Organizational Behavior Concept: Job Enrichment Jared Stern Introduction The concept of Job Enrichment is a very broad theory within the field of organizational behavior that is applicable within all sectors of organization. Used synonymously with “job enlargement”, the term job enrichment refers to different methods that are aimed at increasing employee’s job motivation, satisfaction, self-worth, in an attempt to ultimately increase the overall employee productivity within the organization.Research studies conducted on Job Enrichment and its influence on employee productivity date back to the 1950s and 1960s and throughout those years a wide variety of methods have emerged.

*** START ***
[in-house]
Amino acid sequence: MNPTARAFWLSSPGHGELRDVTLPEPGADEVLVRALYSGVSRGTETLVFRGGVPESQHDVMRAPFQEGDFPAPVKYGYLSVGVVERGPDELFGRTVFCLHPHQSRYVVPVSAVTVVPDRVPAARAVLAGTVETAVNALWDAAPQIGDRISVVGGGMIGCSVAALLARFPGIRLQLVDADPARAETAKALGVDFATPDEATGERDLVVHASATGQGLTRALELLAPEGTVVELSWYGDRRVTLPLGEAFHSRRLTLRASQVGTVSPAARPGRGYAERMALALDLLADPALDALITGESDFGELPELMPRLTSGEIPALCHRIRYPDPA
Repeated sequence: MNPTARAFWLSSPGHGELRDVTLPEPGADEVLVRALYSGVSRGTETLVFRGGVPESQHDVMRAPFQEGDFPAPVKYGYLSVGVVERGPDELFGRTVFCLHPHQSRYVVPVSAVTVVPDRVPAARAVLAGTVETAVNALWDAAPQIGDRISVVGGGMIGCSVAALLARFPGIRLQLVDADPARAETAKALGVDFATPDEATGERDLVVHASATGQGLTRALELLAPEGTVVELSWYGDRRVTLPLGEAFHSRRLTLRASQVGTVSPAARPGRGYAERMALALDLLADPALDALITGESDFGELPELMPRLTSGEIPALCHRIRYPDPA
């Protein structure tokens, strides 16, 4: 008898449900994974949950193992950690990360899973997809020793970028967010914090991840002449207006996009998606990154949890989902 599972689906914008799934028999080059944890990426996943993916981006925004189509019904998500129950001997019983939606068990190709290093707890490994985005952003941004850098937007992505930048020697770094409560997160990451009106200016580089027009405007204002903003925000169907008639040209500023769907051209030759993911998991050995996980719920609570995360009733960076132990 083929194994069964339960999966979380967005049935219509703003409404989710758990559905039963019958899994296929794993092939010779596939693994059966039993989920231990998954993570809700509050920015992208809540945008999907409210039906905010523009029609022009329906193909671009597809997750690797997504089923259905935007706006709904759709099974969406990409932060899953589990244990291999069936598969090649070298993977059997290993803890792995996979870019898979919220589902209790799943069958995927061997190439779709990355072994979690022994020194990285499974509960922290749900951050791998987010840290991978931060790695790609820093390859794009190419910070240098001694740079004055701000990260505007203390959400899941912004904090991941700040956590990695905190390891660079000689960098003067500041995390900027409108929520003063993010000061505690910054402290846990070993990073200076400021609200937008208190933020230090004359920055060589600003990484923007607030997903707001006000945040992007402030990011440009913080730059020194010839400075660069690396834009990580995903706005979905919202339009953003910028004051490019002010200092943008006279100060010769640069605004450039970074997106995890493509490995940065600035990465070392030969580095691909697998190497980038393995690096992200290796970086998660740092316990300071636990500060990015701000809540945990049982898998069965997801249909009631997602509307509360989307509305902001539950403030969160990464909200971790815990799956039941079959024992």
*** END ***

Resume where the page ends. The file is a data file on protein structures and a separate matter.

Most commonly job enrichment is attributed to the process of job redesign in order to reverse the negative effects monotony of employee tasks, which will include boredom, lack of autonomy and dissatisfaction. Other variances of job enrichment include providing worker incentives by involving the employee in the decision making process, the implementation of quality work groups and team building, and job independence as an incentive to increase productivity.Evolution of the concept of Job Enrichment Beginning in the middle of the 20th century up until present day, the theory of job enrichment has offered many compelling concepts to increase employee productivity while simultaneously enriching the employees work experience, all of which remain applicable today. The early works which established Job enrichment among organizational behavior theorists was Frederick Herzberg’s “Hygiene Theory” and Hackman and Oldham’s “Job Characteristic Model”.The Hygiene Theory The central figure in developing the theory of job enrichment within the framework of organizational behavior was Frederick Herzberg who’s pivotal “Hygiene Theory” has contributed a solid basis and foundation for subsequent generations to expand upon. According to Herzberg, for a worker to be happy and therefore productive the environmental factors of his workplace must not cause him discomfort. Herzberg further asserts that although providing employees with a more comfortable environment may in turn make them more productive, this does not necessarily mean they will be motivated to perform their duties.Simonds & Orife, 1975) Herzberg believed that the process of motivating workers is by enhancing their feeling of responsibility and connection to their work. In this case, Herzberg proclaims that it is the work itself that is rewarding. Managers can help the employees connect to their work by giving them more authority over the job, as well as offering direct and individual feedback. The Job Characteristics Model In 1975 Hackman and Oldham advanced the ideas of Herzberg by introducing what they called “The Job Characteristics Model”. This model is formulated on the assumption that if five core job characteristics are present, three psychological states critical to motivation are produced, resulting in positive outcomes. ” (Griffin, Patterson, & West, 2001) The five core job characteristics consist of skill variety, task identity, task significance, autonomy, and feedback. Hackman and Oldham state that the three psychological states that motivation is dependent upon are experienced meaningfulness of work, responsibility for work outcomes, and knowledge of results. Hackman andOldham then proclaim that to the degree that these psychological states are present, high personal employee work motivation will result. Relevance of Job Enrichment in 2007 The early works of Herzberg and Hackman & Oldham have provided a feasible and effective framework for increasing employee productivity through job enrichment that is just as applicable today as it was when their research was first conducted. Within the past half century there have been numerous researches conducted that provides useful empirical evidence to illustrate the rewards and benefits of job enrichment.We will further discuss each method that an organization can implement in an attempt to improve worker productivity through job implementation. Employee autonomy In a study analyzing job independence as an incentive device to increase employee productivity, Kay Mitusch emphasizes that when employee autonomy is present it can compensate for an organization lacking an extrinsic reward program yet still remain productive. “This is pivotal for explaining why workers in independent, responsible jobs are willing to invest in their jobs even if there is no reliable, formalized system of rewarding them. (Mitusch, 2000) To provide further evidence of the success of employee autonomy as a method of job enrichment Griffin, Patterson, and West explored the relationship between teams and satisfaction using data from a large research project in the U. K. that investigated management practices and employee attitudes in manufacturing companies. The researchers conducted this study by distributing a questionnaire survey which asked them to rank their preferred working conditions in response to hypothetical situations which were designed to relate to their actual work duties.The study showed that “job enrichment was positively related to job autonomy but was not significantly related to perceptions of supervisory support. ” (Griffin, Patterson, and West, 2001) The researchers also concluded that “while both autonomy and supervisory support were important positive influences on job satisfaction, the positive association of teamwork on job autonomy was explained by job enrichment that accompanied teamwork and could not be attributed to teamwork itself. (Griffin, Patterson, and West, 2001) This data shows that by simply trusting an employee’s expertise at his or her job and allowing them to operate more independently an employee will develop an increased level of job satisfaction and in turn increase the productive output of that worker. Skill Variety Another technique to enrich an employee’s work experience is to utilize employees with a wide range of skills so they can apply them to their daily work routine.In his article White Collar Job Enrichment: The Pay Board Experience, Tim McNamar explored the Pay Board’s experience with job enrichment. By replacing a traditional method of processing cases with an approach built around work groups performing interrelated tasks, it increased productivity, provided better motivation, and vastly improved opportunities for individual self-actualization and esteem. ” (McNamar, 1973) By changing the previous operational procedures and by allowing employees to engage in more of a shared task structure, the Pay Board experienced increased productivity across the spectrum. The decision to adopt a team concept for case management was not due to any of the traditional reasons given for blue collar job enrichment – high absenteeism, low morale, and the like. Rather, it was instituted in hopes that it would drastically increase productivity. Nevertheless, the approach turned out to provide a variety of benefits, many of which directly related to the question of job enrichment. ” (McNamar, 1973) Also, the inclusion of employees in critical decisions that will effect the organization as a whole, shows improvement in the employee’s orale regarding their importance within the organization and in turn increase their motivation.“In general, research on participative decision making has found that participation improves employees’ attitudes and increases their organizational commitment and job satisfaction. ” (DeLancer Julnes, 2001) Job Feedback Another key aspect of job enrichment can be achieved through the simple process of providing employees with useful feedback concerning the work performance along with clearly established expectations. Job enrichment focuses on creating individual tasks that give people feedback, increase their influence how work is done, require them to use a variety of skills, and give them a whole piece of work. ” (Mohrman, Lawler, Mohrman, 1992) Task significance and task identity The installation of job enrichment by way of task significance is the extent to which an employee’s work has a meaningful impact on other jobs in the same workplace.This can be accomplished with the installation of teams within the employee work population. Teamwork typically involves groups of interdependent employees who work cooperatively to achieve group outcomes. Effective team implementation can enhance the motivational properties of work and increase job satisfaction. ” (Griffin, Patterson, and West, 2001) A direct correlation between task significance and task identity can be seen by the use of teams and specific job duties. The idea of task identity is the measure to which the job requires completion of a number of whole and identifiable pieces of work. Theoretically, the choice between teams and individual job enrichment should be made based upon the technology of the workplace. Teams are more complicated to build and to maintain, but may be necessary if the work is such that no one individual can do a whole part of it and get feedback about it. Teams are often appropriate, for example, in process production facilities such as a chemical plants and oil refineries and in complex service organizations such as banks and airlines.Where the technology allows an individual to do a whole task or offer a whole service, individual designs are preferred because they are simpler to install and give the individual more direct feedback. ” (Mohrman, Lawler, Mohrman , 1992) The city of Rockville, MD conducted an experiment where managers and line staff collaborated in the decision making process and the result was astonishing, including cost savings, improvement of morale and the appreciation of the need for productivity within the organization increased. The key ingredients in the program’s success was the consultation with supervisors and employees and their involvement in selecting the projects. ” (Hobbs, 1976) Counter argument of job enrichment Despite all of the overwhelming evidence of the success that is attributed in implementing job enrichment programs there is a minority of speculators that job enrichment is not always the best option when an organization’s sole objective is to reduce costs. The possible increase in the satisfaction of the employees is probably not a sufficient reason for managers to support job enrichment programs. A survey by Reif and Schoderbek showed that the main objective of top management in companies introducing job enrichment programs was to reduce costs. Hence, management support for a new job design approach has to be gained through a cost-benefit treatment to job design. ” (Globerson, 1977) If a company’s sole aim is to reduce costs then investing in your current work force might not be the preferable avenue.However, if an organization or company is interested in fully utilizing its talented workforce and provide increased worker motivation and in turn increase worker productivity, then adopting a job enrichment program is the most effective option. Conclusion Throughout the last few decades, the implementation of a job enrichment program has successfully shown to increase employee’s job motivation, satisfaction, self-worth, in an attempt to ultimately increase the overall employee productivity within the organization.No matter what the function or sector of an organization whether it be a government agency, non-profit organization, or company operating within the private sector, the implementation of job enrichment into your organization will result in the key areas of employee production and worker motivation. It is obvious through years of conducted research that a happy and motivated workforce coupled with an effective and flexible management will ultimately result in a highly productive organization.Works Cited Albers Mohrman, Susan, Lawler III, Edward E. , Mohrman, Allan M. 992. “Applying Employee Involvement in Schools. ” Educational Evaluation and Policy Analysis DeLancer Julnes, Patria. 2001. “Does Participation Increase Perceptions of Usefulness? ” Public Performance & Management Review Globerson, Shlomo. 1977. “The Just Noticeable Difference in Complexity of Jobs. ” Management Science Griffin, Mark A. , Patterson, Malcolm G. , and West, Michael A. 2001. “Job Satisfaction and Teamwork: The Role of Supervisor Support” Journal of Organizational Behavior Hobbs, Daniel D. “Productivity Through Worker Incentive and Satisfaction. Public Productivity Review King, Albert S. 1974. “Expectation Effects in Organizational Change. ” Administrative Science Quarterly McNamar, Tim. 1973. “White Collar Job Enrichment: The Pay Board Experience. ” Public Administration Review Mitusch, Kay. 2000. “Job Independence as an Incentive Device. ” Economica Simonds, Rollin H. and Orife, John N. 1975. “Worker Behavior Versus Enrichment Theory. ” Administrative Science Quarterly Staudohar, Paul D. 1975. “An Experiment in Increasing Productivity of Police Service Employees” Public Administration Review